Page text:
With The Venture Bros., McCulloch and Hammer have taken Jonny Quest and given it the Tick treatment. Like Quest, you have the two kids, the absentee-father figure, and the "family friend" who actually does all the work. But here, the "hero" is far from heroic, the kids are dolts, and the "family friend" is a trained killer. The shows are so dense in one-liners and quick jokes, and have so much going on in them (the biggest challenge of this review was writing the capsule episode summaries), that multiple viewings are almost a necessity (as they were with the animated Tick). The show's sense of humor is smart and bone-dry, which can make it a bit off-putting for newcomers—it's kind of like joining a group mid-conversation. Once you get used to the tone and rhythm of the show, you really start to appreciate the care with which it is made. Few shows are as downright clever, or as subtly quotable, as this one.
Visually, the show is fantastic. The show's overall look reminds me of those Italian knock-off spy films of the '60s, such as Danger: Diabolik—especially the frantic opening credit sequence, which sports one of those Diabolik-like horn themes that sounds like a trumpet section falling down a flight of stairs. The animation is relatively simple, but cleverly executed, with a focus on subtle exaggeration. The character models are perfectly matched to the voice actors, who do amazing work in this show. Warburton should just quit whatever else he's doing and focus on voiceover work—as good as he is on Family Guy, he's 100 times better here. Imagine Puddy on steroids, and you get the picture. The other main voice actors—McCulloch, Hammer, Sinterniklaas, and Urbaniak—also bring oodles of character to their characters. And I don't care if Dr. Girlfriend has the voice of a male Brooklyn cab driver—she's hot.
It should be noted that The Venture Bros., unlike the other Adult Swim original cartoons, is a full half-hour long. (The lone exception is the Christmas special, a half-length 15-minute show.) Functionally, this means that the Venture plots don't have the breakneck pacing of, say, Sealab 2021 or ATHF. Nor, given its grounding in a specific genre, is it as surreal and screwed-up as Space Ghost. It's a more measured and subtle—some might say "adult"—show than its peers, and should have a wider potential audience. This is a show that probably could, with a bit of tweaking, survive quite well on network television. But don't confuse it with something "mainstream"—it's still a unique and quirky show that's unlike anything since The Tick.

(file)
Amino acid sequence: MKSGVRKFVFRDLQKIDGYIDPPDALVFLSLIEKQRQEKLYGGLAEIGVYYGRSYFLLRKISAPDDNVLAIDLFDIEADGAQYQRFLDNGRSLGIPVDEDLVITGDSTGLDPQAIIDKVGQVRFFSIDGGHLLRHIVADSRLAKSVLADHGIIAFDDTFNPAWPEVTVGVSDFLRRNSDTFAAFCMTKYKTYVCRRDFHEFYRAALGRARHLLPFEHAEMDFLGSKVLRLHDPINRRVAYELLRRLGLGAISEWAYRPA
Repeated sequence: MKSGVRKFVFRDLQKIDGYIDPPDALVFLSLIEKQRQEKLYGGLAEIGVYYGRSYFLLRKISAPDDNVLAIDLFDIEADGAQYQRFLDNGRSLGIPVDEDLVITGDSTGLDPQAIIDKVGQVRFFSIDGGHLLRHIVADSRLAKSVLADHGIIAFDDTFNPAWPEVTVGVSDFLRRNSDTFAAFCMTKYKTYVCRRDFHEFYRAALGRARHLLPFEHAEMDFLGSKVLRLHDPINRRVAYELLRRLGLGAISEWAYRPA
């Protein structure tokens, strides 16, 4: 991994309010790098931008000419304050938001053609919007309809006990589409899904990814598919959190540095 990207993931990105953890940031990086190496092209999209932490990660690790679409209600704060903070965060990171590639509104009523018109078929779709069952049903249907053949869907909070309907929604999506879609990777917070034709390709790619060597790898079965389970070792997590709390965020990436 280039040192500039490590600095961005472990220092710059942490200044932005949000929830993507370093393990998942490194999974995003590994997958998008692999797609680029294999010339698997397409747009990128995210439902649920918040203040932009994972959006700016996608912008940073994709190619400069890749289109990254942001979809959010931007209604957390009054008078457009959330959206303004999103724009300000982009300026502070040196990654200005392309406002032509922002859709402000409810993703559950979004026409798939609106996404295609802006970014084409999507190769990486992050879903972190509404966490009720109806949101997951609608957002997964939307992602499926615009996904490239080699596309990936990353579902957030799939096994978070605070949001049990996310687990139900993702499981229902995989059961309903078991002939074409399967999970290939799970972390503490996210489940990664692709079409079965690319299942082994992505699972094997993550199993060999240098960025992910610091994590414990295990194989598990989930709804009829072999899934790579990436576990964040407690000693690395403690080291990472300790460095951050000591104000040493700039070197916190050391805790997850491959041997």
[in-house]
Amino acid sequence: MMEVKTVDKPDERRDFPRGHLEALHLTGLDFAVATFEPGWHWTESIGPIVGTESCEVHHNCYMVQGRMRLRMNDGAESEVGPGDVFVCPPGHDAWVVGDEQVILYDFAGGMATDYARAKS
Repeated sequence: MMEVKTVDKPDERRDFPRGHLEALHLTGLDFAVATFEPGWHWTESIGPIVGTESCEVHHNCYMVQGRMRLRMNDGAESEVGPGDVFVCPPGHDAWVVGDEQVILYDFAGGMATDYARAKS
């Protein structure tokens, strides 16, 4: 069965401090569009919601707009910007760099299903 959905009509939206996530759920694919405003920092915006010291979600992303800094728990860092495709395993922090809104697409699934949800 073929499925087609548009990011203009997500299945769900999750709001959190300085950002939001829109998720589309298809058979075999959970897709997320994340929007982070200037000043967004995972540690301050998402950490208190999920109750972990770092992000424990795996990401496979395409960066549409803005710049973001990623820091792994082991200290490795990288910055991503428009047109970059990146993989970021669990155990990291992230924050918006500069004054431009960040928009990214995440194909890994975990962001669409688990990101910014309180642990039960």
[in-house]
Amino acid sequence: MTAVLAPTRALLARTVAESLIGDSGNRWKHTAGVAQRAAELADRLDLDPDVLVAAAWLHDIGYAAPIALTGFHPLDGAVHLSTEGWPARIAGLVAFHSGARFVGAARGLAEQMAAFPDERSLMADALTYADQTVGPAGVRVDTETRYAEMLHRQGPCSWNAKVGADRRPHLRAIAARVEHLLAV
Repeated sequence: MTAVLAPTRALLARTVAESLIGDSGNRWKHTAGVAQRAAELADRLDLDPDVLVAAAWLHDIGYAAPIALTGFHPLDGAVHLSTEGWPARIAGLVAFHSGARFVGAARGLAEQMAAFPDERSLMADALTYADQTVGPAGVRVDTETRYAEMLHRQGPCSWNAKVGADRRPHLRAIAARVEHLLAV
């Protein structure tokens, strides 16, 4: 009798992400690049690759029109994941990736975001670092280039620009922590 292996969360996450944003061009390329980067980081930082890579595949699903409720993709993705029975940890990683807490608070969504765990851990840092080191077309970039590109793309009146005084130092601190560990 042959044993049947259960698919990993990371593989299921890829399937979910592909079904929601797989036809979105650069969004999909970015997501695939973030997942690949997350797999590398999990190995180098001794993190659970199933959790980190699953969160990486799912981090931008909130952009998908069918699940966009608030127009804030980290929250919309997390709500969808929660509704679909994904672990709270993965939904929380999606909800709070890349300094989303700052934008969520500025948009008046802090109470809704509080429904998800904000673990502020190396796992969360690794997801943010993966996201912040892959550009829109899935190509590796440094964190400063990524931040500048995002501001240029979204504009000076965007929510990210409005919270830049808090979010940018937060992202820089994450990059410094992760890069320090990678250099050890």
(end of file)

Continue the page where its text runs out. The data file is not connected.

Typical of all non-Home Movies Adult Swim releases, The Venture Bros.—Season One is thin on extras. There are a handful of "deleted scenes," which actually represent dialogue that was recorded but cut for time purposes. The excised dialogue is presented with the storyboard animatic for that particular scene. It's crude but effective—however, the deleted items really don't add much to the experience. Much funnier are the "Behind the Scenes of the Venture Bros. Live-Action Feature" and "Animating Hank & Dean" skits. The former is a purported look at the non-existent Venture Bros. movie, but actually it's the voice actors in character (and in costume) pretending to be their characters. Believe it or not, it works brilliantly. Ditto the latter piece, a spoof of the Lord of the Rings-type special effects extras, which reveals the immense amount of motion capture and computer work that goes into "digitally" animating Hank & Dean. As complete spoofs, neither of these has any real good information about the show, but they are quite entertaining.
Some information can be gleaned from the multiple commentaries by McCulloch and Hammer, but mainly these are just recordings of two funny guys being funny. (For example, a portion of the first commentary is devoted to a discussion of which Venture Bros. male character each would sleep with, if they were forced to sleep with one.) Finally, the inside package art by noted comic artist Bill Sienkiewicz is spectacular—especially the portrait of Brock.
The Rebuttal Witnesses
Some people just didn't get
Also, I really did want to learn more about the show and its creators—their influences, why they made certain choices, and so forth. There's very little of that information to be had here. Again, this seems to be a more general Adult Swim DVD problem, rather than something specific to this release. But it's especially disappointing from this complex, witty, intelligent show.
"You could've told me Sasquatch was a…a dude."
Scuba. Say scuba! That sounds funny. Scuba. Not guilty.
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Scales of Justice
Studio: Warner Bros.
• Commentaries by Jackson Publick and Doc Hammer on Selected Episodes